“Enter His courts with praise,” and enter the Supreme Court debate with prayer. That seemed to be the message of Alabama Supreme Court Justice Glenn Murdock, who spoke powerfully about the need for America to get on its knees about the empty seat in the U.S. Supreme Court at yesterday’s National Day of Prayer. “Never, I submit, has there been a time as important as today to pray for our appellate court and especially our Supreme Court. [They] are the group of men and women who in the months and years to come are going be asked to decide more than likely the fate of the Second Amendment, the extent of unilateral presidential authority, and the fate of that which has defined us more than anything else for 240 years as America: religious liberty.”
After blasting the Court for its legacy of activism starting with Roe v. Wade, Murdock talked about the present day threat, which was all too evident in the closing prayer of Army Chaplain Kenneth Williams. “Ten months ago, the United States Supreme Court undertook to redefine the institution of marriage upon which every civilization for 6,000 years has been based, prompting Chief Justice Roberts to remark ‘just who do we think we are?'”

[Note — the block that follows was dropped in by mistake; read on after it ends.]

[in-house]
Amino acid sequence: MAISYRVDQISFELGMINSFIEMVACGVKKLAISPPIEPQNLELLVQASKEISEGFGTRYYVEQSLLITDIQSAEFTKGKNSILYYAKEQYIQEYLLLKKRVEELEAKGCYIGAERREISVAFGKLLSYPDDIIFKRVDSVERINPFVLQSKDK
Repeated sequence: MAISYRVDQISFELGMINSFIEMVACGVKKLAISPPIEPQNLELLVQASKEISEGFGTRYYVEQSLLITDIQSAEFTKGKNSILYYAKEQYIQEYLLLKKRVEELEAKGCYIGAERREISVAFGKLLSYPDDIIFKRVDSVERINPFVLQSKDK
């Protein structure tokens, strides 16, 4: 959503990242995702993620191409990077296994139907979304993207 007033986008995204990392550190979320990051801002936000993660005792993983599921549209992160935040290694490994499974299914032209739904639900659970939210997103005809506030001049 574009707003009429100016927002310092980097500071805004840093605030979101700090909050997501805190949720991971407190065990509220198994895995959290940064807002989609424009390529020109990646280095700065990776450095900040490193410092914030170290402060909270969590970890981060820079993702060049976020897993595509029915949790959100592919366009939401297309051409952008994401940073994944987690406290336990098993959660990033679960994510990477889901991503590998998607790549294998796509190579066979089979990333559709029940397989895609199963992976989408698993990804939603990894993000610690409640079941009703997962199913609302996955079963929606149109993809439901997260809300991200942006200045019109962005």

As if proving his point, the event was closed out by Chaplain Kenneth Williams, who offered one of the most politically correct prayers ever uttered in the event’s history. Instead of ending the service in the spirit of the believers gathered, Chaplain Williams takes it upon himself to inject Islam, Judaism Hinduism, and Buddhism into the prayer, including the question: “Why can’t we all, in our differences, work toward the cause of truth?” That would have been the perfect place for a Christian chaplain to provide — not his opinion on the topic, but Jesus’s, who said, “I am the way the truth and the life…” If that weren’t enough, Williams ends the session by saying, “One day, I hope that there will be many faith groups represented here.”
If anyone doubted the president’s radical transformation of our Armed Forces, Williams’s benediction was Exhibit A in how Obama has all but driven Christianity from the military. This is exactly what Justice Murdock warned about that same morning when he described what the courts would do to the broader society by redefining marriage and human sexuality. If we get the Supreme Court wrong, the only acceptable form of public prayer will be that which extols the virtues of every deity but Christ. If you want to preserve your freedom to pray — start by exercising it!
The opinions expressed by columnists are their own and do not necessarily represent the views of Barb Wire.